The course and severity of COVID-19 in individual patients is largely influenced by the interaction between the SARS-CoV-2 coronavirus and the human immune system. Normally, the antiviral immune response of natural killer cells (NK cells) is an important step in combating viral replication in the early phase of the infection. On their surface, these killer cells have special, activating receptors, including the NKG2C receptor, which communicates with an infected cell via one of its specialised surface structures, HLA-E. This interaction results in the destruction of virus-infected cells. However, due to a genetic variation, approximately 4% of the population naturally lack the activation receptor NKG2C, and in 30% of the population this receptor is only partially available.
A research group from the Center for Virology at the Medical University of Vienna, led by Elisabeth Puchhammer-Stöckl, has now shown, in collaboration with doctors from Klinik Favoriten, that people with a partial or total absence of the NKG2C receptor are most likely to develop severe COVID-19.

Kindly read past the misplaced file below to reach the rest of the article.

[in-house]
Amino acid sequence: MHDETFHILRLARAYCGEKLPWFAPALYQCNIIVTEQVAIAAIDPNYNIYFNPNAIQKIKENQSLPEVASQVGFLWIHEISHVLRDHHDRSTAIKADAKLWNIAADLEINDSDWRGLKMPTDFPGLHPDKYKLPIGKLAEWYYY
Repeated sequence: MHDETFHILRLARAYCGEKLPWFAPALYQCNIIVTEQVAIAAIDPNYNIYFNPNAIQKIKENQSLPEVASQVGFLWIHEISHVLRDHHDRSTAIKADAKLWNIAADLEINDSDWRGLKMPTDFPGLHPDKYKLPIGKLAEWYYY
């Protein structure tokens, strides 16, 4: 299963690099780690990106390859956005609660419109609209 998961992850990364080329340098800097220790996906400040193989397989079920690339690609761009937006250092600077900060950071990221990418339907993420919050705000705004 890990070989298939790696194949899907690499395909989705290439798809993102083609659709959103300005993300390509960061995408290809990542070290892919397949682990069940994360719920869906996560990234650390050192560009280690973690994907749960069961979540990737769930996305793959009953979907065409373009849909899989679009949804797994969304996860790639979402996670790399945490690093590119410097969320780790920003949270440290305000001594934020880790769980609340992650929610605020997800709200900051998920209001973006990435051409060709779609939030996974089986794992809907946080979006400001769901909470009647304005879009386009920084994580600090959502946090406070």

In their study, which was recently published in the journal Genetics in Medicine, the authors showed that people who required hospitalisation with COVID-19 were significantly more likely to exhibit the genetic variation underlying the lack of the receptor than people who only experienced mild disease. Puchhammer-Stöckl explains: “Absence of the receptor was particularly prevalent in COVID-19 patients being treated in intensive care units, irrespective of age or gender. Genetic variations on the HLA-E of the infected cell were also associated with disease severity, albeit to a lesser extent.”
The current study therefore shows the major importance of NK-cell response in the battle against SARS-CoV-2 infection: “This part of the immune response could therefore also represent an important target for drugs that could help to prevent severe COVID-19 disease,” explains the MedUni Vienna expert.